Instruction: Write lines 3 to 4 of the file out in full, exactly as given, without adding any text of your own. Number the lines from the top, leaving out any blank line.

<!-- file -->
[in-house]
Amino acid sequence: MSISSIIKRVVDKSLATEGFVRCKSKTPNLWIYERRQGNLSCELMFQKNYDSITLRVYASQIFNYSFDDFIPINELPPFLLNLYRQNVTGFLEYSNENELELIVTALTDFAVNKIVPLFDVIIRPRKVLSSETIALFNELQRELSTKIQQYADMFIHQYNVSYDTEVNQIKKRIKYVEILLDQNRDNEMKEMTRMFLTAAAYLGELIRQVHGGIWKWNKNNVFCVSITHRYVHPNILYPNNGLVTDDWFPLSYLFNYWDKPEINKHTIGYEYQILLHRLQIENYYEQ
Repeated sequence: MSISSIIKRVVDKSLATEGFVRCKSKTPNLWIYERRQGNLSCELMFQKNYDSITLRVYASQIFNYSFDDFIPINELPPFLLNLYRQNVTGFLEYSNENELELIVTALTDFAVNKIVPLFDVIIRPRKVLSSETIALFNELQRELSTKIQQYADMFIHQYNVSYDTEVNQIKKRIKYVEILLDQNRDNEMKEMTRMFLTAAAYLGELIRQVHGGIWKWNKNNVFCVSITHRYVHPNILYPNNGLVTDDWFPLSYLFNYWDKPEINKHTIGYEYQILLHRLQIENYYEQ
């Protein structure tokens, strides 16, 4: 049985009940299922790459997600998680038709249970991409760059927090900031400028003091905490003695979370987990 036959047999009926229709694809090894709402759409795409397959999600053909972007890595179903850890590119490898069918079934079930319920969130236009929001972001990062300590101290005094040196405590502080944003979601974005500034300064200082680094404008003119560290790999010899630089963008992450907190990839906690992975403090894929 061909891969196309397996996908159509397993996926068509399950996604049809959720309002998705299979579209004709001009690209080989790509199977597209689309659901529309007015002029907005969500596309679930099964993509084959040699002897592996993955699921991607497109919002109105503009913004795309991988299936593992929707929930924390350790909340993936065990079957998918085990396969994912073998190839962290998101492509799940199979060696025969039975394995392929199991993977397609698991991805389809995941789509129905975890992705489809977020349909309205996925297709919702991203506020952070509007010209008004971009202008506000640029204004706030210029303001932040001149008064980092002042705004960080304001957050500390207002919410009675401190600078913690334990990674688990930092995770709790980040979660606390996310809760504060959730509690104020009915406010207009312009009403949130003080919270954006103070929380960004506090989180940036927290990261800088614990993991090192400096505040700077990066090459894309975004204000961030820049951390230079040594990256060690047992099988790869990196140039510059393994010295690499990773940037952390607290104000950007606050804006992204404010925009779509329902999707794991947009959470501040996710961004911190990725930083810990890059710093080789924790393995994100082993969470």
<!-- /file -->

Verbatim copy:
Repeated sequence: MSISSIIKRVVDKSLATEGFVRCKSKTPNLWIYERRQGNLSCELMFQKNYDSITLRVYASQIFNYSFDDFIPINELPPFLLNLYRQNVTGFLEYSNENELELIVTALTDFAVNKIVPLFDVIIRPRKVLSSETIALFNELQRELSTKIQQYADMFIHQYNVSYDTEVNQIKKRIKYVEILLDQNRDNEMKEMTRMFLTAAAYLGELIRQVHGGIWKWNKNNVFCVSITHRYVHPNILYPNNGLVTDDWFPLSYLFNYWDKPEINKHTIGYEYQILLHRLQIENYYEQ
């Protein structure tokens, strides 16, 4: 049985009940299922790459997600998680038709249970991409760059927090900031400028003091905490003695979370987990 036959047999009926229709694809090894709402759409795409397959999600053909972007890595179903850890590119490898069918079934079930319920969130236009929001972001990062300590101290005094040196405590502080944003979601974005500034300064200082680094404008003119560290790999010899630089963008992450907190990839906690992975403090894929 061909891969196309397996996908159509397993996926068509399950996604049809959720309002998705299979579209004709001009690209080989790509199977597209689309659901529309007015002029907005969500596309679930099964993509084959040699002897592996993955699921991607497109919002109105503009913004795309991988299936593992929707929930924390350790909340993936065990079957998918085990396969994912073998190839962290998101492509799940199979060696025969039975394995392929199991993977397609698991991805389809995941789509129905975890992705489809977020349909309205996925297709919702991203506020952070509007010209008004971009202008506000640029204004706030210029303001932040001149008064980092002042705004960080304001957050500390207002919410009675401190600078913690334990990674688990930092995770709790980040979660606390996310809760504060959730509690104020009915406010207009312009009403949130003080919270954006103070929380960004506090989180940036927290990261800088614990993991090192400096505040700077990066090459894309975004204000961030820049951390230079040594990256060690047992099988790869990196140039510059393994010295690499990773940037952390607290104000950007606050804006992204404010925009779509329902999707794991947009959470501040996710961004911190990725930083810990890059710093080789924790393995994100082993969470």